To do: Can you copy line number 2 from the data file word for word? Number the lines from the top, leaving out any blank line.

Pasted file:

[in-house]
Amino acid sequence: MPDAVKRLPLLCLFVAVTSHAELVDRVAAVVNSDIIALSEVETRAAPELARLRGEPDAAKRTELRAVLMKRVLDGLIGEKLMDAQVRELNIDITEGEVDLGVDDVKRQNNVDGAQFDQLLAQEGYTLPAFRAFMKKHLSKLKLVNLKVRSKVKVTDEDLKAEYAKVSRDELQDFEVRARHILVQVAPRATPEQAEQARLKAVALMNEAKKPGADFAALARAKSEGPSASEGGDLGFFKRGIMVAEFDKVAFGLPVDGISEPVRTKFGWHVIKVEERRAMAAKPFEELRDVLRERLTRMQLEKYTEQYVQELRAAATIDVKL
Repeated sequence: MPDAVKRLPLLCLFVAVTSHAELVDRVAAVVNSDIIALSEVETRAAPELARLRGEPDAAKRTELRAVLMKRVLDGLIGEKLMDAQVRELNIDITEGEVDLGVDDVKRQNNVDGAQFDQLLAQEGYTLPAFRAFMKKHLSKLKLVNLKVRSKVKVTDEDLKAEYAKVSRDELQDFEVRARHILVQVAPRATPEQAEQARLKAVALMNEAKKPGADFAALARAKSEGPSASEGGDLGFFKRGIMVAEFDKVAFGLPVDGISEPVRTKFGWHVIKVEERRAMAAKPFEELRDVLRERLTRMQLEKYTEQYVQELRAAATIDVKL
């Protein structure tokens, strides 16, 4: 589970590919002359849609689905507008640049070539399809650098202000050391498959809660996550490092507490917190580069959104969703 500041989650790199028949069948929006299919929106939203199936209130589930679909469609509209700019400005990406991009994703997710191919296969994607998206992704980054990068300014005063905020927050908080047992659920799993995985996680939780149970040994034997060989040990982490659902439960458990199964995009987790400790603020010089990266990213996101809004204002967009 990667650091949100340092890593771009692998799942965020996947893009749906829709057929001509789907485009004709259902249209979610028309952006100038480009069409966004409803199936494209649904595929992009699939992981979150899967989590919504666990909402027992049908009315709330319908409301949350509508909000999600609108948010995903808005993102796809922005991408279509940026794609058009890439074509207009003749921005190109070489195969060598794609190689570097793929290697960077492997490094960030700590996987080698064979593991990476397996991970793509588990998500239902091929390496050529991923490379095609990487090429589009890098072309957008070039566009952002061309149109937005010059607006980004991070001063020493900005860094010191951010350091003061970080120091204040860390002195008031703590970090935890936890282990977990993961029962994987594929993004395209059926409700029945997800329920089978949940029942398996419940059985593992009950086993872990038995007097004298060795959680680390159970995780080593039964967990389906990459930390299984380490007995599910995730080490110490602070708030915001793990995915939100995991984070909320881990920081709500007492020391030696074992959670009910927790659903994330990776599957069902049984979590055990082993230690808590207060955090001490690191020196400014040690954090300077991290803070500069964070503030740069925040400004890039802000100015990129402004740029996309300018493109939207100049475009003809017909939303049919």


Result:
Amino acid sequence: MPDAVKRLPLLCLFVAVTSHAELVDRVAAVVNSDIIALSEVETRAAPELARLRGEPDAAKRTELRAVLMKRVLDGLIGEKLMDAQVRELNIDITEGEVDLGVDDVKRQNNVDGAQFDQLLAQEGYTLPAFRAFMKKHLSKLKLVNLKVRSKVKVTDEDLKAEYAKVSRDELQDFEVRARHILVQVAPRATPEQAEQARLKAVALMNEAKKPGADFAALARAKSEGPSASEGGDLGFFKRGIMVAEFDKVAFGLPVDGISEPVRTKFGWHVIKVEERRAMAAKPFEELRDVLRERLTRMQLEKYTEQYVQELRAAATIDVKL